Recycle for London comes to Camden Sainbury’s

Recycle for London will be at Sainsbury’s in Camden today 21st April, where they will be encouraging visitors to recycle their household food waste.

The stall will attempt to persuade shoppers to jump on a ‘smoothie bike’ that uses pedal power to drive a blender, producing fresh fruit smoothies and demonstrating the connection between green energy and food.

The event is visiting different boroughs in London, yesterday it stopped by Wembley Sainsbury’s in Brent; today the campaign comes to Camden to raise awareness of the importance of recycling household food waste.

Food waste recycled by Camden residents is processed and turned into compost for farmers, and the borough aims to recycle 40% of waste by 2020. Recent calculations show that it cost £1.4 million to dispose of food waste in Camden last year.

Ali Moore, Campaign Manager at Recycle for London, said:

“With a weekly food waste collection provided by the local council, recycling food waste in Camden couldn’t be easier and has a hugely positive impact on the environment. By taking the simple step of putting food scraps in your kitchen caddy, you can be confident you’re helping to generate green energy and put all that waste to good use.”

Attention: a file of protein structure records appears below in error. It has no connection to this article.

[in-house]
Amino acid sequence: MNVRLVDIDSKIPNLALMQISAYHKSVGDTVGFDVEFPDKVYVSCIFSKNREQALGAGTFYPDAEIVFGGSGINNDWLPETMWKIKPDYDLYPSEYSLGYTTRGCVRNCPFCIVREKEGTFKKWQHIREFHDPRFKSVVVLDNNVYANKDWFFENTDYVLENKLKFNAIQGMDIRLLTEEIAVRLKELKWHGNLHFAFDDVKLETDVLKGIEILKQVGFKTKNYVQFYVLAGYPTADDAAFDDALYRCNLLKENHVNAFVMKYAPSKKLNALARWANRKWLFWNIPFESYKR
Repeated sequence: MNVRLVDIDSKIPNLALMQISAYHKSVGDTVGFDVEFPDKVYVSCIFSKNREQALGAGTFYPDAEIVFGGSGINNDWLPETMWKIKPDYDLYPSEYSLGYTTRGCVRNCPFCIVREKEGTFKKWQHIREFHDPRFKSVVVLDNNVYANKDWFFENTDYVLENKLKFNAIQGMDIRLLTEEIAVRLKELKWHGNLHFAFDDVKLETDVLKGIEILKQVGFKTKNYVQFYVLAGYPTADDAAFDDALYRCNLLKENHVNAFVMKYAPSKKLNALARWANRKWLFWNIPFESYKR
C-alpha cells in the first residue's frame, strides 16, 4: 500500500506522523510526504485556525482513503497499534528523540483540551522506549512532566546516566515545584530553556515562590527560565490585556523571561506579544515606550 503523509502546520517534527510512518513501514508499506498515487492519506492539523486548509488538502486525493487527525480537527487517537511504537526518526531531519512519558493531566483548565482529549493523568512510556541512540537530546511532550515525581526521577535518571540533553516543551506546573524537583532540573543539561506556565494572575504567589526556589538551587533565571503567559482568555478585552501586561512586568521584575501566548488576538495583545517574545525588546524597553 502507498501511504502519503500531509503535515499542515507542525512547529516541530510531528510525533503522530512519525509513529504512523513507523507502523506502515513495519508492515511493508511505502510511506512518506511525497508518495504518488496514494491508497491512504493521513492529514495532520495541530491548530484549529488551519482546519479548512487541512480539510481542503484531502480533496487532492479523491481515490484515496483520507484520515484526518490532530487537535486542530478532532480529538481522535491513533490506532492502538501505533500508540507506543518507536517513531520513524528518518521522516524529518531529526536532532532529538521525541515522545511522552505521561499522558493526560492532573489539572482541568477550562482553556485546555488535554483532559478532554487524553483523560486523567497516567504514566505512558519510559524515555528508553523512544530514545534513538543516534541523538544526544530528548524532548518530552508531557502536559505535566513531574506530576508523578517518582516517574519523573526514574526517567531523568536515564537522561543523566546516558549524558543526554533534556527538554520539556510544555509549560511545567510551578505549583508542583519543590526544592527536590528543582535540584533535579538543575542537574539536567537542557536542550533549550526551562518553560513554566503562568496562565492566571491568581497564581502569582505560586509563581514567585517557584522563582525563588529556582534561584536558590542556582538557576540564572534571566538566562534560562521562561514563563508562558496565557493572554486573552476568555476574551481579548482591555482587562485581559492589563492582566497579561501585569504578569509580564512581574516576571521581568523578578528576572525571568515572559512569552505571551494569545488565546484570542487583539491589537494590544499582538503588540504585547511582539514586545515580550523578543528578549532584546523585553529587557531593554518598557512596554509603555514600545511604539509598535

The importance of food waste recycling is something that is also being taught to local children across the borough in schools through initiatives such as those in The Cavendish School for Girls in Camden.

Ebru Harrison, Teacher at The Cavendish School for Girls, said:

“We recycle all food waste from the school kitchen and have food bins in the playground to make recycling as easy as possible for the children and staff. It’s great that recycled food waste in Camden is put to such good use by becoming compost, and we’re pleased to be playing our part to help the borough meet its 40% recycling target by 2020.”

Recycle for London and Sainsbury’s are running similar ‘smoothie bike’ events in four other London boroughs to help raise awareness of weekly food waste collection services.

Paul Crewe, Head of Sustainability – Energy, Engineering & Environment for Sainsbury’s, said:

“We all hate seeing food thrown away, which is why we’re working with communities across the UK to help reduce food waste. However there are always going to be some instances where food goes in the bin, which is where food recycling comes into play. By disposing of items in a food waste bin, you can help create green, renewable energy, so our towns will be running on rubbish.”

For full details on what food waste you can recycle and to find out how your waste is converted to energy, visit: Recycle for London